Funeral services will be held Wednesday at 2:45 P.M. at the late residence and at 3 P.M. at St. Paul's Evangelical and Reformed Church. The Rev. H.H.Jung will conduct the service. Burial will take place in Woodside cemetery.

  • Nancy Belle Day Obituary, July 6, 1948, Middletown Journal
    Submitted by
    Carolyn Lacey

    Death came suddenly Thursday afternoon to Mrs. Nancy Belle Day, wife of Joseph M. Day, Sr., of 109 N. Leibee St., who was chosen Middletown's most typical mother last Mother's Day.
    Stricken with a cerebral hemorrhage while at work at the P. Lorillard factory, where she was employed 16 years. Mrs. Day last spring proved to hundreds of competing women that a typical mother can be one who works, rears a large family and keeps her own house, besides having time for gracious gestures that mark a good neighbor and a congenial co-worker.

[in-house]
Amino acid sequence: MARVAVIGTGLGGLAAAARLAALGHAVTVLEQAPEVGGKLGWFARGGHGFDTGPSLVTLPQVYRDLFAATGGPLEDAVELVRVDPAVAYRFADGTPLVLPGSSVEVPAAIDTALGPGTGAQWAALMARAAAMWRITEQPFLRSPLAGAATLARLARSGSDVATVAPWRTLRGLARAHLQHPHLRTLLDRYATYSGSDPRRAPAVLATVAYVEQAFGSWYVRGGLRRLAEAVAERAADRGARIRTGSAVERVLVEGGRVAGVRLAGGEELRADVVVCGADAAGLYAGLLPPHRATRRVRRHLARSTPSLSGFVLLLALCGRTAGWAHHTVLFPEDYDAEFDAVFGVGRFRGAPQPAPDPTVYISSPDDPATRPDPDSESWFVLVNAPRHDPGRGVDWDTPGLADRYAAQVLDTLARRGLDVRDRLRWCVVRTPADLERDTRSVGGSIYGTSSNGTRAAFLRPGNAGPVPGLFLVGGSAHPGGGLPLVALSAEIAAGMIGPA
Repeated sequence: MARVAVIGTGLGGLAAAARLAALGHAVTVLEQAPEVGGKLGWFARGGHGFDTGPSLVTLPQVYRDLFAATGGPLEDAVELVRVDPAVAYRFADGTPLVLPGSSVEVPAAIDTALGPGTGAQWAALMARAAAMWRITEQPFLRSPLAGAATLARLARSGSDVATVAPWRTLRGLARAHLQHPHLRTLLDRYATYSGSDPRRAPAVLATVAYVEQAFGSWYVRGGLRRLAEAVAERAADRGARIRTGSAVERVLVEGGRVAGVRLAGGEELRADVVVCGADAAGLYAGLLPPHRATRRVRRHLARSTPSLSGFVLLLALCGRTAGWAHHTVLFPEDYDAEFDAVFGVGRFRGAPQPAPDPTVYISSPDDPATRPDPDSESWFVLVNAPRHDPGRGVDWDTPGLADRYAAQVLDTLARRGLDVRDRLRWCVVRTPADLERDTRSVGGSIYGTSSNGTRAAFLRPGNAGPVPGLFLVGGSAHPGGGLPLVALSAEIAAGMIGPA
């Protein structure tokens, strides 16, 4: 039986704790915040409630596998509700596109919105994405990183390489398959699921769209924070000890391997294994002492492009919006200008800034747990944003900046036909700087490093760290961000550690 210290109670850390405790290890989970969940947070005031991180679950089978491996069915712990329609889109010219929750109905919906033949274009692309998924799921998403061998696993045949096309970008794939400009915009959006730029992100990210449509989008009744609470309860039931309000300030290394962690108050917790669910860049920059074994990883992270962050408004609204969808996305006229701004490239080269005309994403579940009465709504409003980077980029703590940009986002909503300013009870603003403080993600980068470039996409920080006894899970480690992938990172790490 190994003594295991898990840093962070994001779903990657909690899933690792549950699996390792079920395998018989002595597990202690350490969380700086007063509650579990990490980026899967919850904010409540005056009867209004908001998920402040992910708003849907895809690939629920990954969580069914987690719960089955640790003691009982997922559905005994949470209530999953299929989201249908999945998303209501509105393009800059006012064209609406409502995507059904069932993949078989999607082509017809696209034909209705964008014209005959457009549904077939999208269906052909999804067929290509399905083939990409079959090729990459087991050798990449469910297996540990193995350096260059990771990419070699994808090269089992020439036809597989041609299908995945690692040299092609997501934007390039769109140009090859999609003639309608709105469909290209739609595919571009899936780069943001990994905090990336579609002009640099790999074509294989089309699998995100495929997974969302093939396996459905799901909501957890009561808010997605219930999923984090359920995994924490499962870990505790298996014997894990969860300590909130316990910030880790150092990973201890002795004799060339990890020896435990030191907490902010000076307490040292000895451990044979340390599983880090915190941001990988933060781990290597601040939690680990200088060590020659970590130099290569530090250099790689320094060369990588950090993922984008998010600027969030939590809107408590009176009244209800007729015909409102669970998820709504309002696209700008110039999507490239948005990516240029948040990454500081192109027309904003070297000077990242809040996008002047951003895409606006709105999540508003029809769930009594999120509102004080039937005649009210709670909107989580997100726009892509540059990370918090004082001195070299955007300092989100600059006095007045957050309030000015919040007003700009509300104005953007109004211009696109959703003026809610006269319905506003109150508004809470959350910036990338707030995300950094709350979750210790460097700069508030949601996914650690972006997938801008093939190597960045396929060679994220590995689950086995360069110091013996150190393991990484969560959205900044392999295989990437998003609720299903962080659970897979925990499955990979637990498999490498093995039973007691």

She was voted the most representative mother in the contest sponsored by the John Ross Store, at which time she passed on advice to modern young mothers to do their own babysitting, as she did, if they want a normal family life. She was the mother of 11 children, 10 of whom are living.
    These are Mrs. Emma Lambert, Mrs. Florence Bianchi, Mrs. Ruth Moon, Mrs. Ella Mae Yenser, Mrs. Bertha Hillman, this city, Mrs. Carrie Siler, Germantown Route 1, William Allen, Homer Lee, Joseph M., Jr., and Jesse. May 8, Mr. and Mrs. Day celebrated their 51st wedding anniversary.
    Also surviving her are a sister, Mrs. Ruth Fitzgerald, Valparaiso, Ind., and a brother William Stanfield, of Wellington, Ohio.
    The funeral will be conducted at First Church of God on Crawford St., her parish, at 2:30 p.m., Monday. The Rev. Herschel Caudill, of Germantown, will officiate. Burial will be in Woodside Cemetery.
    Friends may call at the residence after 9 a.m. Saturday.